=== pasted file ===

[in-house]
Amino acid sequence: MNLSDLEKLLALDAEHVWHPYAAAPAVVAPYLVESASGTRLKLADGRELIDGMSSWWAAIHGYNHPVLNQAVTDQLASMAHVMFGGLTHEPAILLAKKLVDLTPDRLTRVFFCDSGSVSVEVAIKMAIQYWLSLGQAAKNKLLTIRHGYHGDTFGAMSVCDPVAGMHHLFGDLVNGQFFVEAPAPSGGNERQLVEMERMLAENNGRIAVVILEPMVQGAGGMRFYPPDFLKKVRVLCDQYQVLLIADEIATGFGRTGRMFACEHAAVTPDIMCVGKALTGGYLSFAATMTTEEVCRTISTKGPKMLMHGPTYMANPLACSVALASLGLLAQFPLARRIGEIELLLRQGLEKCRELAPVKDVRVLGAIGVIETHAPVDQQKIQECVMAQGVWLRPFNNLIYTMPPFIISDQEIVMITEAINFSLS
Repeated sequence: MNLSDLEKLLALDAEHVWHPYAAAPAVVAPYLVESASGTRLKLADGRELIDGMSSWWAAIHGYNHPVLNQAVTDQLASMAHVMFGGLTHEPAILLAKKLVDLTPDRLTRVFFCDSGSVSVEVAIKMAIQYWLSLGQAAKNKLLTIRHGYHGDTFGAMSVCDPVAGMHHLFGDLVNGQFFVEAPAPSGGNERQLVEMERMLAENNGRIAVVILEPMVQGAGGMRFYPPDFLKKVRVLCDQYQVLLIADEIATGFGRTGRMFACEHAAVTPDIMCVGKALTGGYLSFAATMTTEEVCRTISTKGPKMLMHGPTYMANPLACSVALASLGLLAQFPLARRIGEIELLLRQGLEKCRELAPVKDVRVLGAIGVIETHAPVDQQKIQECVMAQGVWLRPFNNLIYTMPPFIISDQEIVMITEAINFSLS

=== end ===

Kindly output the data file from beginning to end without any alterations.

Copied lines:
[in-house]
Amino acid sequence: MNLSDLEKLLALDAEHVWHPYAAAPAVVAPYLVESASGTRLKLADGRELIDGMSSWWAAIHGYNHPVLNQAVTDQLASMAHVMFGGLTHEPAILLAKKLVDLTPDRLTRVFFCDSGSVSVEVAIKMAIQYWLSLGQAAKNKLLTIRHGYHGDTFGAMSVCDPVAGMHHLFGDLVNGQFFVEAPAPSGGNERQLVEMERMLAENNGRIAVVILEPMVQGAGGMRFYPPDFLKKVRVLCDQYQVLLIADEIATGFGRTGRMFACEHAAVTPDIMCVGKALTGGYLSFAATMTTEEVCRTISTKGPKMLMHGPTYMANPLACSVALASLGLLAQFPLARRIGEIELLLRQGLEKCRELAPVKDVRVLGAIGVIETHAPVDQQKIQECVMAQGVWLRPFNNLIYTMPPFIISDQEIVMITEAINFSLS
Repeated sequence: MNLSDLEKLLALDAEHVWHPYAAAPAVVAPYLVESASGTRLKLADGRELIDGMSSWWAAIHGYNHPVLNQAVTDQLASMAHVMFGGLTHEPAILLAKKLVDLTPDRLTRVFFCDSGSVSVEVAIKMAIQYWLSLGQAAKNKLLTIRHGYHGDTFGAMSVCDPVAGMHHLFGDLVNGQFFVEAPAPSGGNERQLVEMERMLAENNGRIAVVILEPMVQGAGGMRFYPPDFLKKVRVLCDQYQVLLIADEIATGFGRTGRMFACEHAAVTPDIMCVGKALTGGYLSFAATMTTEEVCRTISTKGPKMLMHGPTYMANPLACSVALASLGLLAQFPLARRIGEIELLLRQGLEKCRELAPVKDVRVLGAIGVIETHAPVDQQKIQECVMAQGVWLRPFNNLIYTMPPFIISDQEIVMITEAINFSLS